By the way, this doesn’t mean we failed in our prayers, or that God hasn’t listened to us. We’ve done our part, now God will find a way, in His time and wisdom, to get the bishops and the Vatican to do their part. So keep praying. And trust in Christ and His Church, which is bigger than a few (or even scores of) bad bishops.
Thanksgiving. I hope all of you will have a great Thanksgiving. Although it’s a secular holiday and not a Catholic HOLY DAY, it’s a wonderful day of celebration. In fact, instead of “secular”, meaning “worldly”, which has all sorts of very negative connotations in the Christian context, let’s call it a “cultural holiday.” In that context, it reveals how deeply our culture is influenced by Christianity and how firmly it is rooted in Christian values.
In particular, the Christian virtues of fortitude and diligence (reflected in working hard to provide for oneself and one’s family), and charity (reflected in being willing to share the fruits of one’s labor or good fortune with others), and, of course most importantly and above all, gratitude or thankfulness to God for the gifts He’s given us.
In the end, everything we have is God’s gift. This, of course, is not at all to discount individual hard work and ingenuity, but rather to realize that whether it’s the skills and talents we have or develop, or the opportunities we make or stumble upon, or the free will we exercise to choose to use and develop all of that, in the end it all comes to us from God’s generosity and our response thereto. Whether it’s material goods, health, family, love, faith, or human dignity, rights, and liberty, God is the giver of all good things.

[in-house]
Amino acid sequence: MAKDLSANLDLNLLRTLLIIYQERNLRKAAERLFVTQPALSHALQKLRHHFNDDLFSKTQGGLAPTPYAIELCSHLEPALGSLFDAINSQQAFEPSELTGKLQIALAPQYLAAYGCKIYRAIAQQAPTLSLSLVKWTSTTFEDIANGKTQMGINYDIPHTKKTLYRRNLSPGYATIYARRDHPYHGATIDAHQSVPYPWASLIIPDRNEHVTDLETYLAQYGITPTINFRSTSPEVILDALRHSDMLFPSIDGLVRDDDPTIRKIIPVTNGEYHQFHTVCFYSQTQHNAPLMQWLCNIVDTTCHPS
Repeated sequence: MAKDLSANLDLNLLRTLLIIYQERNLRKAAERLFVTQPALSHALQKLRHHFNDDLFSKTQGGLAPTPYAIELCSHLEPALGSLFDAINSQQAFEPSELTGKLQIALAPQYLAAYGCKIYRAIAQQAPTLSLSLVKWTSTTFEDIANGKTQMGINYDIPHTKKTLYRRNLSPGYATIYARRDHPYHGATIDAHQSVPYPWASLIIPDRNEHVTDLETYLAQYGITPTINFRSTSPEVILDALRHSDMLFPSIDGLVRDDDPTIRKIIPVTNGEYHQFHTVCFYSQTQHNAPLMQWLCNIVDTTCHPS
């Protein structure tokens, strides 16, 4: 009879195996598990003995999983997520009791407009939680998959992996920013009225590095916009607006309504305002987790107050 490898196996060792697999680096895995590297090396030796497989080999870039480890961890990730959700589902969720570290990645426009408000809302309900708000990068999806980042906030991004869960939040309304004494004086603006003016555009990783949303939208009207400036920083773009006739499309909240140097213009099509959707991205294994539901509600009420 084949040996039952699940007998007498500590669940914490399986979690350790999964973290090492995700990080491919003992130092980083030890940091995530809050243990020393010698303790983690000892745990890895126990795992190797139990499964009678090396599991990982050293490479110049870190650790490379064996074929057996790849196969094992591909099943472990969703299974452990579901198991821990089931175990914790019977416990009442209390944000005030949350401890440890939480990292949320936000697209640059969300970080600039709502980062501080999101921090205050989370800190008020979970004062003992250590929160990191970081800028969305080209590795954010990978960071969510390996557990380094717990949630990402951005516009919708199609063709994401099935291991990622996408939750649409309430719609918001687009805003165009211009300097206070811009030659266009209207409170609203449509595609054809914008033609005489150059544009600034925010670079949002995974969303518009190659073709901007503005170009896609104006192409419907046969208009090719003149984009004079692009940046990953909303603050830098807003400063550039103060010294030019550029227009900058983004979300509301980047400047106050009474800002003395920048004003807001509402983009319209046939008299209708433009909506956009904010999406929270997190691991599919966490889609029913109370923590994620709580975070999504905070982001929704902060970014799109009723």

Unfortunately, if you watch and listen carefully, you will see that many people today treat Thanksgiving as a holiday to give thanks to one another, with no mention of God at all, or at best, a mention of Him as an afterthought. There’s certainly nothing wrong with thanking people around you, but that is not the reason Thanksgiving was established as a national, cultural, holiday. As President Washington decreed 1789, as he proclaimed the first Thanksgiving Day: “Whereas it is the duty of all Nations to acknowledge the providence of Almighty God, to obey his will, to be grateful for his benefits, and humbly to implore his protection and favor, …a day of public thanksgiving and prayer [is] to be observed by acknowledging with grateful hearts the many signal favors of Almighty God … “
So let us keep Thanksgiving in its rich American Historical meaning, as a day to thank God for His gifts. In that regard, I encourage you all to begin the day by attending our 10am Mass, to celebrate the highest form of “thanksgiving”—the Eucharist, which is the Greek word for “thanksgiving.”
Birthday Party for Sofi. This last Thursday, November 14, was the 8th birthday of Sofi Hills. As many of you will recall, as a newborn baby she was left in our parking lot, where she was found by a parishioner and rushed to the hospital. We continue to give praise to the Lord Jesus for saving her life that day, and that she has grown into a healthy vivacious little girl. And in celebration we’re having a birthday party for Sofi in our Parish Hall, TODAY, November 18, after the 12:15 Mass. All parishioners are invited and encouraged to come and say hello to our little Sofi!
Oremus pro invicem. Fr. De Celles